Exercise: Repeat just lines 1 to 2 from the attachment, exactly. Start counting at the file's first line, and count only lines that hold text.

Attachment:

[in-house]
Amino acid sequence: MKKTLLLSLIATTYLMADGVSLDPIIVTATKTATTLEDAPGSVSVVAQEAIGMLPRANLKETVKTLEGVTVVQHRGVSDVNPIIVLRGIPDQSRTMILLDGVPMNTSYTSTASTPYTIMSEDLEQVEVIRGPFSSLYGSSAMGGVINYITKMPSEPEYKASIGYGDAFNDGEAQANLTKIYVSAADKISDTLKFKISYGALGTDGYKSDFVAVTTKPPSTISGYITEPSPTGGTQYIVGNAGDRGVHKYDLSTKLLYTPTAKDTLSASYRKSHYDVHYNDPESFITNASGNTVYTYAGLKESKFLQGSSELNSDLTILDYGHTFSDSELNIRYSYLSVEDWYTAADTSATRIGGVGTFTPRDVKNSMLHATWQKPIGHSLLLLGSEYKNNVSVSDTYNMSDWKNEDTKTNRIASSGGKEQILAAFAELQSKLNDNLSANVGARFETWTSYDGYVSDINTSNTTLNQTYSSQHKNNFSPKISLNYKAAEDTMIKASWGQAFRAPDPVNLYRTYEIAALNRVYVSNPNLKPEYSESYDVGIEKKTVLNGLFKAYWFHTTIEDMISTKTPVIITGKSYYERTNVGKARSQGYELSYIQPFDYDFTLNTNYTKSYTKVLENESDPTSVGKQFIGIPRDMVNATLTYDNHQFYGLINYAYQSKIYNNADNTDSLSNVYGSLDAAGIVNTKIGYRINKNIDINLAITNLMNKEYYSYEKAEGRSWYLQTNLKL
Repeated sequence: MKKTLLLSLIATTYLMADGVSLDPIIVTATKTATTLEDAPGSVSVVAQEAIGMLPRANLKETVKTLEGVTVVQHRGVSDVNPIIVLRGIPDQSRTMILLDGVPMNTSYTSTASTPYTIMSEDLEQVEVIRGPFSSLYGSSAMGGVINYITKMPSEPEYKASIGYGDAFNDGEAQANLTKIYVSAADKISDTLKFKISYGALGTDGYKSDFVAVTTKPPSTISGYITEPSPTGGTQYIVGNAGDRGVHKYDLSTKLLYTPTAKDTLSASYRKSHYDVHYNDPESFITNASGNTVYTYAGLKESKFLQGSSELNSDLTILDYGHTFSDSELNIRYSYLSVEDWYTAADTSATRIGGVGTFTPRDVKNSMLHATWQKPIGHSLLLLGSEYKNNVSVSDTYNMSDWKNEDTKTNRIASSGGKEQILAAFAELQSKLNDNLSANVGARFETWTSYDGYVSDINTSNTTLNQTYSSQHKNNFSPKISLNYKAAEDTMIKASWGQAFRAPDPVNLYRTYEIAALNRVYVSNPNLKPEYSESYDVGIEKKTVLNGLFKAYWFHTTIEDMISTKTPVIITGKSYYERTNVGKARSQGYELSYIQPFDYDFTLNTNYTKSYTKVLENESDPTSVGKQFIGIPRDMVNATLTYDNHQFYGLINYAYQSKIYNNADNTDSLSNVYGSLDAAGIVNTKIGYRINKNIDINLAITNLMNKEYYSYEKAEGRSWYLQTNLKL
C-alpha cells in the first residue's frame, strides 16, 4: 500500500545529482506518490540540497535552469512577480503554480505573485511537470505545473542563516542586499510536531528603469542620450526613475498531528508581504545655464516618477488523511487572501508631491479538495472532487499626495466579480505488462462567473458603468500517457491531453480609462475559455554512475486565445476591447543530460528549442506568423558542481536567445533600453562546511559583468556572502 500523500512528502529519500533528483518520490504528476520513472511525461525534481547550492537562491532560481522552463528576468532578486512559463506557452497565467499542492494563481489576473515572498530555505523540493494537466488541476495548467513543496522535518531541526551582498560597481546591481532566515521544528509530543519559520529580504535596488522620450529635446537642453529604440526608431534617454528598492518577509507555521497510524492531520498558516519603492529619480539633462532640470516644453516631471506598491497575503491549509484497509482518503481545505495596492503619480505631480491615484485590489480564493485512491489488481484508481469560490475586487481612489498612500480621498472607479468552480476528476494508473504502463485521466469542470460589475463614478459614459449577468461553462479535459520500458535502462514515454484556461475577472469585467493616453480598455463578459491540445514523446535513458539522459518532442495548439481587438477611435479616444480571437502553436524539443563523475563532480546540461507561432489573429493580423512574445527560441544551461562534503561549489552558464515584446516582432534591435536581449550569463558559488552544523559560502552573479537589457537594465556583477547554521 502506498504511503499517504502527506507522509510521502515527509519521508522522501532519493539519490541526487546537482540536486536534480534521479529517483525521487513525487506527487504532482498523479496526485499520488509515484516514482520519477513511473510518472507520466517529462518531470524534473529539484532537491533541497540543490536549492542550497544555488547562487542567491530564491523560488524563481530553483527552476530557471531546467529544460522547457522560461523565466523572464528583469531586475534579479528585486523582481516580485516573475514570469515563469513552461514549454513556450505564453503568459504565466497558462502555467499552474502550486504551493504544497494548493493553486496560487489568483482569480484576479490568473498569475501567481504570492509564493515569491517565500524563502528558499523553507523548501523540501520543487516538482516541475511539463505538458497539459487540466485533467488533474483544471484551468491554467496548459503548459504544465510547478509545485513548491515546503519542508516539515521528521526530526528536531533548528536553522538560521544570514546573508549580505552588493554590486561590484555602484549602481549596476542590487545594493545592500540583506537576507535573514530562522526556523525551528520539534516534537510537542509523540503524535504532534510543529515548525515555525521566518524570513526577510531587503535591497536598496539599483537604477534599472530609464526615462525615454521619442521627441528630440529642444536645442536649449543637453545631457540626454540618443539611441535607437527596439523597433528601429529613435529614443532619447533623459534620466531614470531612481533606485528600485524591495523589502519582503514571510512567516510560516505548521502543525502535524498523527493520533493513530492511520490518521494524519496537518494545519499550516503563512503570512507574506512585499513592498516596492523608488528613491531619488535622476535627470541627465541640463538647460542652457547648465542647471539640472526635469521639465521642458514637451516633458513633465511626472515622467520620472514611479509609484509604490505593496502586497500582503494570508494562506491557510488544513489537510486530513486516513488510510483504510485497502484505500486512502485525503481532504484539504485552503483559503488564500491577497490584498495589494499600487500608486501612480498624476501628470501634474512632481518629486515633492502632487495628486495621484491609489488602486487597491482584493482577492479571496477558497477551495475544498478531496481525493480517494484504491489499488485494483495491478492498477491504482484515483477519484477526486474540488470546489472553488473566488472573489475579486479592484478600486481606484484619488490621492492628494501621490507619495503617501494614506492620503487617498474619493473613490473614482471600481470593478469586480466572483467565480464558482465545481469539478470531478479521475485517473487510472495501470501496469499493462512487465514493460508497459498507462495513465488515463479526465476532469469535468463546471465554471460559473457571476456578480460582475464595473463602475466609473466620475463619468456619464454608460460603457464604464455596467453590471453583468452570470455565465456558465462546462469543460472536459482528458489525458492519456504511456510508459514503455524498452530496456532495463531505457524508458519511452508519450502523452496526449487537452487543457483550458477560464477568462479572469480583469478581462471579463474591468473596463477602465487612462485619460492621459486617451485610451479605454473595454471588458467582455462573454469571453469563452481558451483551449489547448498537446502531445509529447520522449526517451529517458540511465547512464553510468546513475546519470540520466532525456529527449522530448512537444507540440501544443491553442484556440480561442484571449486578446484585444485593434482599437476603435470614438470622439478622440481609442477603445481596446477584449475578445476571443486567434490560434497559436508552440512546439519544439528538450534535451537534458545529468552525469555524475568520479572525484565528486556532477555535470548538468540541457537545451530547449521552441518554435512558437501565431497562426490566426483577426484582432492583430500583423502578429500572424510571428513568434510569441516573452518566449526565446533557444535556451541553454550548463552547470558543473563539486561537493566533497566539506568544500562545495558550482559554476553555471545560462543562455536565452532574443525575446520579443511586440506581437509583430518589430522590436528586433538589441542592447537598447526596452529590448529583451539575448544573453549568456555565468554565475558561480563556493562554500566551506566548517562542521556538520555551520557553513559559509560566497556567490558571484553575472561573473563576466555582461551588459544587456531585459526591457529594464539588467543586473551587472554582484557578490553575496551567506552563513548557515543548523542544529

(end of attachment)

[in-house]
Amino acid sequence: MKKTLLLSLIATTYLMADGVSLDPIIVTATKTATTLEDAPGSVSVVAQEAIGMLPRANLKETVKTLEGVTVVQHRGVSDVNPIIVLRGIPDQSRTMILLDGVPMNTSYTSTASTPYTIMSEDLEQVEVIRGPFSSLYGSSAMGGVINYITKMPSEPEYKASIGYGDAFNDGEAQANLTKIYVSAADKISDTLKFKISYGALGTDGYKSDFVAVTTKPPSTISGYITEPSPTGGTQYIVGNAGDRGVHKYDLSTKLLYTPTAKDTLSASYRKSHYDVHYNDPESFITNASGNTVYTYAGLKESKFLQGSSELNSDLTILDYGHTFSDSELNIRYSYLSVEDWYTAADTSATRIGGVGTFTPRDVKNSMLHATWQKPIGHSLLLLGSEYKNNVSVSDTYNMSDWKNEDTKTNRIASSGGKEQILAAFAELQSKLNDNLSANVGARFETWTSYDGYVSDINTSNTTLNQTYSSQHKNNFSPKISLNYKAAEDTMIKASWGQAFRAPDPVNLYRTYEIAALNRVYVSNPNLKPEYSESYDVGIEKKTVLNGLFKAYWFHTTIEDMISTKTPVIITGKSYYERTNVGKARSQGYELSYIQPFDYDFTLNTNYTKSYTKVLENESDPTSVGKQFIGIPRDMVNATLTYDNHQFYGLINYAYQSKIYNNADNTDSLSNVYGSLDAAGIVNTKIGYRINKNIDINLAITNLMNKEYYSYEKAEGRSWYLQTNLKL